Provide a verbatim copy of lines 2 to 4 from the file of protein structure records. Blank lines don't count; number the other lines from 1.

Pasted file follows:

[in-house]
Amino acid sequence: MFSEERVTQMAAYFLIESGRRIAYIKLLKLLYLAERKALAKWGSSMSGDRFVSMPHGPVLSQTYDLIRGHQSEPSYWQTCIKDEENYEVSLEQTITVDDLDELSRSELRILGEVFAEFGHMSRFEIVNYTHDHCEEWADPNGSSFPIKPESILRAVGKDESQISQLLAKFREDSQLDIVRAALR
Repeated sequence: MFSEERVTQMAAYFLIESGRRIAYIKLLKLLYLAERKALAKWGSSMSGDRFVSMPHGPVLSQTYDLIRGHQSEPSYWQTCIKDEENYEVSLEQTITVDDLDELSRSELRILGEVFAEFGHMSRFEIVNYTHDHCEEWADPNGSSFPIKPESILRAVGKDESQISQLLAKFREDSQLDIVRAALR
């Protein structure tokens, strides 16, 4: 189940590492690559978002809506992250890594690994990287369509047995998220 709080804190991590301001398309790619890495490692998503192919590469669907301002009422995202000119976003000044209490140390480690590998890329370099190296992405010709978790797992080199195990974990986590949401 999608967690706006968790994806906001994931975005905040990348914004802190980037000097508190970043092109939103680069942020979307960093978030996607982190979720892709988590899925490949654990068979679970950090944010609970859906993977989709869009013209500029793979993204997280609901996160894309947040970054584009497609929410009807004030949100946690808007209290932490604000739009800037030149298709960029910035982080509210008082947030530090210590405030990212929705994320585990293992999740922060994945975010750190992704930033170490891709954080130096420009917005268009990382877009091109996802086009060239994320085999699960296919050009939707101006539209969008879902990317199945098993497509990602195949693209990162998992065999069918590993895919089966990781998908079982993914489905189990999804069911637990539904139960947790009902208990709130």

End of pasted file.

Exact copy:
Amino acid sequence: MFSEERVTQMAAYFLIESGRRIAYIKLLKLLYLAERKALAKWGSSMSGDRFVSMPHGPVLSQTYDLIRGHQSEPSYWQTCIKDEENYEVSLEQTITVDDLDELSRSELRILGEVFAEFGHMSRFEIVNYTHDHCEEWADPNGSSFPIKPESILRAVGKDESQISQLLAKFREDSQLDIVRAALR
Repeated sequence: MFSEERVTQMAAYFLIESGRRIAYIKLLKLLYLAERKALAKWGSSMSGDRFVSMPHGPVLSQTYDLIRGHQSEPSYWQTCIKDEENYEVSLEQTITVDDLDELSRSELRILGEVFAEFGHMSRFEIVNYTHDHCEEWADPNGSSFPIKPESILRAVGKDESQISQLLAKFREDSQLDIVRAALR
């Protein structure tokens, strides 16, 4: 189940590492690559978002809506992250890594690994990287369509047995998220 709080804190991590301001398309790619890495490692998503192919590469669907301002009422995202000119976003000044209490140390480690590998890329370099190296992405010709978790797992080199195990974990986590949401 999608967690706006968790994806906001994931975005905040990348914004802190980037000097508190970043092109939103680069942020979307960093978030996607982190979720892709988590899925490949654990068979679970950090944010609970859906993977989709869009013209500029793979993204997280609901996160894309947040970054584009497609929410009807004030949100946690808007209290932490604000739009800037030149298709960029910035982080509210008082947030530090210590405030990212929705994320585990293992999740922060994945975010750190992704930033170490891709954080130096420009917005268009990382877009091109996802086009060239994320085999699960296919050009939707101006539209969008879902990317199945098993497509990602195949693209990162998992065999069918590993895919089966990781998908079982993914489905189990999804069911637990539904139960947790009902208990709130």